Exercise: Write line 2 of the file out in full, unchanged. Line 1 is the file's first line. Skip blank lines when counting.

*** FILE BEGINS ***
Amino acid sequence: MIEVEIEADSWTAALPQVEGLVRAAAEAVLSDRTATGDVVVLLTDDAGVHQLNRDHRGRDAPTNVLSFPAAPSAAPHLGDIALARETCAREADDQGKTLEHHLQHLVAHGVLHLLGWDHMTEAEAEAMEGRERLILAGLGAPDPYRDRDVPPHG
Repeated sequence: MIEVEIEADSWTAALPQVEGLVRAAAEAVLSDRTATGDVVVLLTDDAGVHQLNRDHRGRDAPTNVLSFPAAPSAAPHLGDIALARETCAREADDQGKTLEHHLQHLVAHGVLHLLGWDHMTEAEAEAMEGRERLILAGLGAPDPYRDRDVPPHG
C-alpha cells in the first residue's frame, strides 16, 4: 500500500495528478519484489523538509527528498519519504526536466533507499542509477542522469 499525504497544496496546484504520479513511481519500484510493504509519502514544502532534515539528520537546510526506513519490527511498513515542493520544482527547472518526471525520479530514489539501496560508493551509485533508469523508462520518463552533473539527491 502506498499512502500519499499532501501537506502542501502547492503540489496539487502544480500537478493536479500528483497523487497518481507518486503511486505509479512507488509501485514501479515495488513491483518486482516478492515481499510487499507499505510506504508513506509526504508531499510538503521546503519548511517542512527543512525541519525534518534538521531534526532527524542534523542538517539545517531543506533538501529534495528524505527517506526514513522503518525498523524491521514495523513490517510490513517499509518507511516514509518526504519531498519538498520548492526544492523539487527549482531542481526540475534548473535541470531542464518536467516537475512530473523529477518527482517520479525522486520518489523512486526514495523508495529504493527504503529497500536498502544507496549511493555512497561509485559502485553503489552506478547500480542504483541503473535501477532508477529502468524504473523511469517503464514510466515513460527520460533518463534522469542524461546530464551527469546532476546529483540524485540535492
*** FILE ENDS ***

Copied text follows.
Repeated sequence: MIEVEIEADSWTAALPQVEGLVRAAAEAVLSDRTATGDVVVLLTDDAGVHQLNRDHRGRDAPTNVLSFPAAPSAAPHLGDIALARETCAREADDQGKTLEHHLQHLVAHGVLHLLGWDHMTEAEAEAMEGRERLILAGLGAPDPYRDRDVPPHG